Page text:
Toxic Individualism and Corporate Community

As a participant in the The 17th International Symposium on Electronic Art I was struck by how many delegates were hostile to the notion of community. Is it that, in the humanities, perhaps, academia is fatally geared to recognition of solo-achievement at the expense of collaborative methodologies? Perhaps that’s because the ‘art’ element is still understood in terms of romantic-period notions of self, ego, genius, and originality?  In these terms community is the wicked Father called Family, or Tradition. Individualism, in contrast, is Rebel Energy; it is innovation and creativity. The available writing on the self has arguably been more inspiring than that on the community, which tends to fall into windy utopianism or dreary sociological treatises.

But we certainly have a degree of nostalgia for our self-willed creativity, despite the thinly veiled reality that the majority of human beings are merely tiny cogs in the global machine. In part, the delusional component arises because the global conglomerates constantly promote the notion that we are actively making democratic choices; the money-driven system relies on the glorification of the free consumer while masking the grim realities of massive global inequality. It is a sad realisation that every sleek gadget is a displaced testament to an undocumented exploitation of a poor exploited sweat-shop factory worker.

Or consider how the global entertainment industry creates myths of the superhero while demonstrating its necrotising groupthink uncreativity by relying on a corporate production line of sequels and prequels dreamed up in the boardrooms of film studios. For Hollywood these fan-cash-machines now represent 80% of its business activity and are at the core of this dominant marketing regime. This species of film, backed by so much global advertising that it seldom dares to fail, is not the product of the heroic creative individual, an undiscovered J. K. Rowling, toiling away in a cafeteria to keep warm. So let’s not despair: it appears that the local genius still breaks through by means of her sublime efforts to embrace the larger issues of culture and humanity, woven superbly into a well told story. And if you break through then you too will have your global film franchise. We know how to reward success.

But such film-industry-style commercialisation is not altogether new. The notion that writers cater for the market can been witnessed in the work of Shakespeare, who wrote several popular history cycles. Let’s congratulate the BBC (backed by American finance in this cases) which is currently screening Richard II, Henry IV Part 1, Henry IV Part 2, and Henry V, delightfully titled The Hollow Crown.) But Shakespeare showed us both the allure and the responsibility of absolute power; he showed power, cynically, as a necessary performance, a scripted regime; and he showed us the life of the people - warts and all.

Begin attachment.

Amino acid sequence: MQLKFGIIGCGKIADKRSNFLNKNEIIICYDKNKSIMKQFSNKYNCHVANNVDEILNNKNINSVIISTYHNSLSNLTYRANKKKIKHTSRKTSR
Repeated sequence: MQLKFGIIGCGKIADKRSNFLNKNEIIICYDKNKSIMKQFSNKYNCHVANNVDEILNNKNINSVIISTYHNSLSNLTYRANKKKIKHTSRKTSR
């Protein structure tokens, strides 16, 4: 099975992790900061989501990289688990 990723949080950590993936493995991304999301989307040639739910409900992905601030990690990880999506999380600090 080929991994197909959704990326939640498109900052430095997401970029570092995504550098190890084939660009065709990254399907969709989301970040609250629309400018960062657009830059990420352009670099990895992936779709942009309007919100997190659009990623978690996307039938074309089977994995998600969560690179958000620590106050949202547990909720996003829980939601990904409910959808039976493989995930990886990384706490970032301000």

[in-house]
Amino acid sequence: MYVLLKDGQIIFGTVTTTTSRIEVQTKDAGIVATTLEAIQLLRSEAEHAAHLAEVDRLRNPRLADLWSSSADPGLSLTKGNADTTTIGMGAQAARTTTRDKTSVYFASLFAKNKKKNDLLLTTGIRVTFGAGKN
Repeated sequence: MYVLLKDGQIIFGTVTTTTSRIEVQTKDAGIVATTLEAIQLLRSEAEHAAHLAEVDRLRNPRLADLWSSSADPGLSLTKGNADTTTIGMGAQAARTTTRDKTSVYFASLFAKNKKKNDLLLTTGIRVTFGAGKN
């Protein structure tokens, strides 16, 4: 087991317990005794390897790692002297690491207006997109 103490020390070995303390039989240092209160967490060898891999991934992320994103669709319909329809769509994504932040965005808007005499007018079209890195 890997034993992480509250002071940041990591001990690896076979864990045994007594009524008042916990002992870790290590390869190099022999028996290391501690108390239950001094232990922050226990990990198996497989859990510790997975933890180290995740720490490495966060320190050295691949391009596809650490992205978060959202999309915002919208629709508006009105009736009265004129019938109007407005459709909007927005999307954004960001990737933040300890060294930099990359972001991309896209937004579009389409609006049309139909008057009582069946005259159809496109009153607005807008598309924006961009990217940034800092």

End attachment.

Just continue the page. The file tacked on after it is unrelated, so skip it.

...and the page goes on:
Richard II

But community does sometimes hold people back when it is not open to growth, vulnerability and metamorphosis. Vibrant inter-cultural communities where genuine dialogue is enjoyed and conversations fostered can be highly successful. Throughout the world we witness the inexorable rise of super cities and mass migration from rural to urban areas. Indeed, the closed local community can be the most absurdly oppressive place to live (as satirized in Little Britain’s solo-homo Welsh Village ‘I am the Only Gay in this Village.)

Village Rights

But we also tend to romanticize the individuals who struggle against all odds and who gleefully challenge traditional expectations of them. Such is the tap-dancing working class romance Billy Elliot. It is a wonderful and very necessary mythology.

It seems that we are doomed to run our lives between the twin pillars of toxic individualism and oppressive community expectations. Between who we want to be and what society expects of us. The Scylla and Carybdis of individualism and communitarianism. Arguably, then, each term needs to be qualified, such that they can function in dialogue, rather than as reductive and destructive binary oppositions. Either that, or we change the system. Over to you!

Let's Dance our Way into the Future


  1. Could it be that the notion of community has become a watchword --a 'red flag' if you will-- amongst the establishment as a potential threat to be extinguished as quickly as possible? The feedback you experienced is perhaps a manifestation of the groupthink prevalent within followers of convention. The levers of the propaganda machine grind silently while we sublimate our true opinions in favour of not being offside with establishment thinking so that we not be held in contempt and embrace a faux individualsim that is nothing more than a data point for a marketing database.

  2. That a well argued and elegantly expressed analysis Arjit. I'm afraid that I have to agree with you. I think you are right in saying that the establishment polices its own discourses and its favoured in-crowd.


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